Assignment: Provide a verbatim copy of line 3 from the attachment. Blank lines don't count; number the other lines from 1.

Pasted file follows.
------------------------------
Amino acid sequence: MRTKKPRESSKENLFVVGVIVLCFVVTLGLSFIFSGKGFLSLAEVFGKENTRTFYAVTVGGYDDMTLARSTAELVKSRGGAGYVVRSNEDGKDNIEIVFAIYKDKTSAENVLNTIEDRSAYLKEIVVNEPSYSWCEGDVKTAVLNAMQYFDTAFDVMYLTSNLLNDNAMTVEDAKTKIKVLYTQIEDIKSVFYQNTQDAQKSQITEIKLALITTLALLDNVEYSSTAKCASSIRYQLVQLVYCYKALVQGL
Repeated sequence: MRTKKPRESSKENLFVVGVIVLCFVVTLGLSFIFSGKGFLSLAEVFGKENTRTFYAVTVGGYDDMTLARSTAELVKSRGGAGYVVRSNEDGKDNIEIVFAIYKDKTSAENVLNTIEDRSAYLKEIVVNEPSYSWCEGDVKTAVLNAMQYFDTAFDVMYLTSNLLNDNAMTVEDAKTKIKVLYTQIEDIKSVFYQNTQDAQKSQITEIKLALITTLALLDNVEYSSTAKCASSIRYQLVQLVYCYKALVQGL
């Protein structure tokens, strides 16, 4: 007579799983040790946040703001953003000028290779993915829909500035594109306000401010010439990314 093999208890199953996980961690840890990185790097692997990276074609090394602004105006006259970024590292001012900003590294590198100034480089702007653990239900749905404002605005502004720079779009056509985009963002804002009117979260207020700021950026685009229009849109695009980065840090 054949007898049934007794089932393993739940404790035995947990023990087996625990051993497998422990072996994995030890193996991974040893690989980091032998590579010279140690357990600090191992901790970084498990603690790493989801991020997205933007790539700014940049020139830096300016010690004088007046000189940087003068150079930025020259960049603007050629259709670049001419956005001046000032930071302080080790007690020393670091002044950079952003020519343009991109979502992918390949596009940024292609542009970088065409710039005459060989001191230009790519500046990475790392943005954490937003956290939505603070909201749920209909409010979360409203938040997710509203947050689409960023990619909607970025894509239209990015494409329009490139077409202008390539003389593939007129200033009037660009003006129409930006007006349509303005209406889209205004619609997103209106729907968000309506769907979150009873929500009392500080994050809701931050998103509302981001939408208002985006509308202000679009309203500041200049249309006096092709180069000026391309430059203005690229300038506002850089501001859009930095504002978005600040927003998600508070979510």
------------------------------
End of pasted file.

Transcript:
């Protein structure tokens, strides 16, 4: 007579799983040790946040703001953003000028290779993915829909500035594109306000401010010439990314 093999208890199953996980961690840890990185790097692997990276074609090394602004105006006259970024590292001012900003590294590198100034480089702007653990239900749905404002605005502004720079779009056509985009963002804002009117979260207020700021950026685009229009849109695009980065840090 054949007898049934007794089932393993739940404790035995947990023990087996625990051993497998422990072996994995030890193996991974040893690989980091032998590579010279140690357990600090191992901790970084498990603690790493989801991020997205933007790539700014940049020139830096300016010690004088007046000189940087003068150079930025020259960049603007050629259709670049001419956005001046000032930071302080080790007690020393670091002044950079952003020519343009991109979502992918390949596009940024292609542009970088065409710039005459060989001191230009790519500046990475790392943005954490937003956290939505603070909201749920209909409010979360409203938040997710509203947050689409960023990619909607970025894509239209990015494409329009490139077409202008390539003389593939007129200033009037660009003006129409930006007006349509303005209406889209205004619609997103209106729907968000309506769907979150009873929500009392500080994050809701931050998103509302981001939408208002985006509308202000679009309203500041200049249309006096092709180069000026391309430059203005690229300038506002850089501001859009930095504002978005600040927003998600508070979510």